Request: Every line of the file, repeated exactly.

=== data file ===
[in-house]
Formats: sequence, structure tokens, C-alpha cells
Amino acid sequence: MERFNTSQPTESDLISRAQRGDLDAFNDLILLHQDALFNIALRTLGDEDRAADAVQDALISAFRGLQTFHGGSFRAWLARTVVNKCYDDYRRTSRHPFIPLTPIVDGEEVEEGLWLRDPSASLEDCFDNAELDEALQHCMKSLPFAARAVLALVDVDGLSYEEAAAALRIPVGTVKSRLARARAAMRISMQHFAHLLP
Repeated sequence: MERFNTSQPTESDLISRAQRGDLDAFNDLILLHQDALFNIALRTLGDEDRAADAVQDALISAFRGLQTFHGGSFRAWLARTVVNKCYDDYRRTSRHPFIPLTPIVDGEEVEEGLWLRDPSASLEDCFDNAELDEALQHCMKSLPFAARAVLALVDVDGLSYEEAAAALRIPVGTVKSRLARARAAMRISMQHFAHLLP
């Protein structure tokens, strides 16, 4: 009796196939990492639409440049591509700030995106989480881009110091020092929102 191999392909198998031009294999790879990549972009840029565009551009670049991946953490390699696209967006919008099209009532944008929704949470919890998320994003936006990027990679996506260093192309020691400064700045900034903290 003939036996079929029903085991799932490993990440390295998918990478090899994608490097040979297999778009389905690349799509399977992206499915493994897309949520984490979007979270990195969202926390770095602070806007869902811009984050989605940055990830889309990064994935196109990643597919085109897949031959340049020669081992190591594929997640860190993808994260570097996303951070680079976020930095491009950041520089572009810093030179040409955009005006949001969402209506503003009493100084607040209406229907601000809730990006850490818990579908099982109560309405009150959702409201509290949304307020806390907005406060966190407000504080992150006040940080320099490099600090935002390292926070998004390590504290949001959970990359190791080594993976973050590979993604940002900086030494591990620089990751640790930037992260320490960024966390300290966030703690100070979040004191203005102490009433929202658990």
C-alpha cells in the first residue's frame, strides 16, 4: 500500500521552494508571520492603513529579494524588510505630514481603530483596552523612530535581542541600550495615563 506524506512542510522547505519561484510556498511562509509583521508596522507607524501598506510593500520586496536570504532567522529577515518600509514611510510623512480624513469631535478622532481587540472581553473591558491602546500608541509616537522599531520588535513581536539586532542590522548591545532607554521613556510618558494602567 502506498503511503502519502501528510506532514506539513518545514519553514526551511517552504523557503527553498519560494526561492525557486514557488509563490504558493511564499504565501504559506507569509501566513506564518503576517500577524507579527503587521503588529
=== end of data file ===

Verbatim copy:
[in-house]
Formats: sequence, structure tokens, C-alpha cells
Amino acid sequence: MERFNTSQPTESDLISRAQRGDLDAFNDLILLHQDALFNIALRTLGDEDRAADAVQDALISAFRGLQTFHGGSFRAWLARTVVNKCYDDYRRTSRHPFIPLTPIVDGEEVEEGLWLRDPSASLEDCFDNAELDEALQHCMKSLPFAARAVLALVDVDGLSYEEAAAALRIPVGTVKSRLARARAAMRISMQHFAHLLP
Repeated sequence: MERFNTSQPTESDLISRAQRGDLDAFNDLILLHQDALFNIALRTLGDEDRAADAVQDALISAFRGLQTFHGGSFRAWLARTVVNKCYDDYRRTSRHPFIPLTPIVDGEEVEEGLWLRDPSASLEDCFDNAELDEALQHCMKSLPFAARAVLALVDVDGLSYEEAAAALRIPVGTVKSRLARARAAMRISMQHFAHLLP
């Protein structure tokens, strides 16, 4: 009796196939990492639409440049591509700030995106989480881009110091020092929102 191999392909198998031009294999790879990549972009840029565009551009670049991946953490390699696209967006919008099209009532944008929704949470919890998320994003936006990027990679996506260093192309020691400064700045900034903290 003939036996079929029903085991799932490993990440390295998918990478090899994608490097040979297999778009389905690349799509399977992206499915493994897309949520984490979007979270990195969202926390770095602070806007869902811009984050989605940055990830889309990064994935196109990643597919085109897949031959340049020669081992190591594929997640860190993808994260570097996303951070680079976020930095491009950041520089572009810093030179040409955009005006949001969402209506503003009493100084607040209406229907601000809730990006850490818990579908099982109560309405009150959702409201509290949304307020806390907005406060966190407000504080992150006040940080320099490099600090935002390292926070998004390590504290949001959970990359190791080594993976973050590979993604940002900086030494591990620089990751640790930037992260320490960024966390300290966030703690100070979040004191203005102490009433929202658990």
C-alpha cells in the first residue's frame, strides 16, 4: 500500500521552494508571520492603513529579494524588510505630514481603530483596552523612530535581542541600550495615563 506524506512542510522547505519561484510556498511562509509583521508596522507607524501598506510593500520586496536570504532567522529577515518600509514611510510623512480624513469631535478622532481587540472581553473591558491602546500608541509616537522599531520588535513581536539586532542590522548591545532607554521613556510618558494602567 502506498503511503502519502501528510506532514506539513518545514519553514526551511517552504523557503527553498519560494526561492525557486514557488509563490504558493511564499504565501504559506507569509501566513506564518503576517500577524507579527503587521503588529